Putting out feelers

Apache Ant looks to Java 9 with new release

Lucy Carey

Whilst multitude of users are making first steps towards number 8, Java build tool gets a head start on preparing for next iteration of the platform.

Java library and command-line tool Apache Ant
(short for ‘Another Neat Tool’) has reached version 1.9.4 status.
Although the paint has barely dried on

Java 8
, the Ant colony is already
marshalling its forces in preparation for Oracle’s next big release
with Ant 1.9.4, which provides initial support for Java

Along with a multitude of bug fixes and tunings,
Apache Ant 1.9.4 also comes with functionality for running JUnit
test in multiple threads when they are forked. Ant’s test suite has
been refactored, and is now based on JUnit 4.

Due to the extreme flexibility of the tool, Ant
doesn’t impose coding conventions or directory layouts to the Java
projects utilizing it in their builds. Indeed, one of Ant’s key
strengths is the high degree of freedom it gives devs when putting
together a build. It can also be linked with
Apache Ivy for
software initiatives looking for a  solution with a blend of
build tool and dependency management.

Originally designed as a basic
platform-independent tool for building Tomcat from directives in an
XML “build file”, version 1.1 of Ant made its debut as a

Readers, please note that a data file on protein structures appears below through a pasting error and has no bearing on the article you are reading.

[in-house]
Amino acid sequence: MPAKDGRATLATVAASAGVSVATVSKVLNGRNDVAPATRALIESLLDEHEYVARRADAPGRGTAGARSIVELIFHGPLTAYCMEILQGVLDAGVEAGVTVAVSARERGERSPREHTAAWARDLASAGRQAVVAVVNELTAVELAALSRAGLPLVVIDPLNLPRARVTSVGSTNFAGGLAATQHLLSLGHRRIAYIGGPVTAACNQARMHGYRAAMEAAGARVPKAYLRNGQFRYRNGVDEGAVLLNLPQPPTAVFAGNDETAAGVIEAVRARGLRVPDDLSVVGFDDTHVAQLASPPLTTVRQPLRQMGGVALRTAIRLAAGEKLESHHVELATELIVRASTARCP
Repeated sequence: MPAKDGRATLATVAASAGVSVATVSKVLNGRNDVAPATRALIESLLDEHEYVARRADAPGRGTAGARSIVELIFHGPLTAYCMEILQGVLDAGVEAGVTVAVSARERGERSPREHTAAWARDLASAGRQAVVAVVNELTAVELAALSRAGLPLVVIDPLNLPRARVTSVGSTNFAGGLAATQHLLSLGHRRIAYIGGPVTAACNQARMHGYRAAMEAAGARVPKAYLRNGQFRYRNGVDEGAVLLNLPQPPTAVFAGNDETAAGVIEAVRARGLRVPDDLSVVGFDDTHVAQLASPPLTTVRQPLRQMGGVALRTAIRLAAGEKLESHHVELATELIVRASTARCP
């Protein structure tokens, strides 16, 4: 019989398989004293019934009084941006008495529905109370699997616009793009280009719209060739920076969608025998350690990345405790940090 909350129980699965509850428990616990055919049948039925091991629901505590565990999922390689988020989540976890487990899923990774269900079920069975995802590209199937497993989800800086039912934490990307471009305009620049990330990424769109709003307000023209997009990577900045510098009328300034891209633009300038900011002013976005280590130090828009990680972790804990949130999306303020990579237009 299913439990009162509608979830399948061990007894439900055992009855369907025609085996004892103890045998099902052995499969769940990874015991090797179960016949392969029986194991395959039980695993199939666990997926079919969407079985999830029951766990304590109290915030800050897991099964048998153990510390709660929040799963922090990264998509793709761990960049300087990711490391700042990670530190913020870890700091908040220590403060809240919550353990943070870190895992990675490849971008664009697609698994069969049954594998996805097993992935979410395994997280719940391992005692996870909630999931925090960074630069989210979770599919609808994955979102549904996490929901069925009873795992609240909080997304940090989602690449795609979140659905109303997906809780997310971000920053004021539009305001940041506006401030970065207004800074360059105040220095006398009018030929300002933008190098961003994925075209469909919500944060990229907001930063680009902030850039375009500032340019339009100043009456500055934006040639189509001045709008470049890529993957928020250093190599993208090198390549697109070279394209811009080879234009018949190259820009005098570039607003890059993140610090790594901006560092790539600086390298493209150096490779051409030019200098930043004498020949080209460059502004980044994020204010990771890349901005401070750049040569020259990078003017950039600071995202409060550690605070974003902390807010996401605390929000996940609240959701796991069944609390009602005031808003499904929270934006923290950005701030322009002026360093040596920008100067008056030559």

stand-alone product in 2000. Although it looks a lot like a Java
fuelled Make (and it was in fact designed in part to solve the
latter’s portability issues), the biggest difference is that Ant
uses XML for describing the build process to Make’s respective
Makefile format.

Over the years, Ant has attracted a loyal
following, and its fans are ‘semi-religious’ in their conviction
when the ‘Apache Maven versus Ant’ debate inevitably arises. Whilst
Maven is a less complex alternative to the tool, both tend to work
best in distinctively different use case scenarios. A nice middle
ground is offered by Groovy-based system Gradle, which sits
somewhere between the two.

Regardless of your allegiance, if you’re interested in
ding out what’s new in Ant, you can find source and
binary distributions are on the Apache Ant download pages:

and http://ant.apache.org/srcdownload.cgi.

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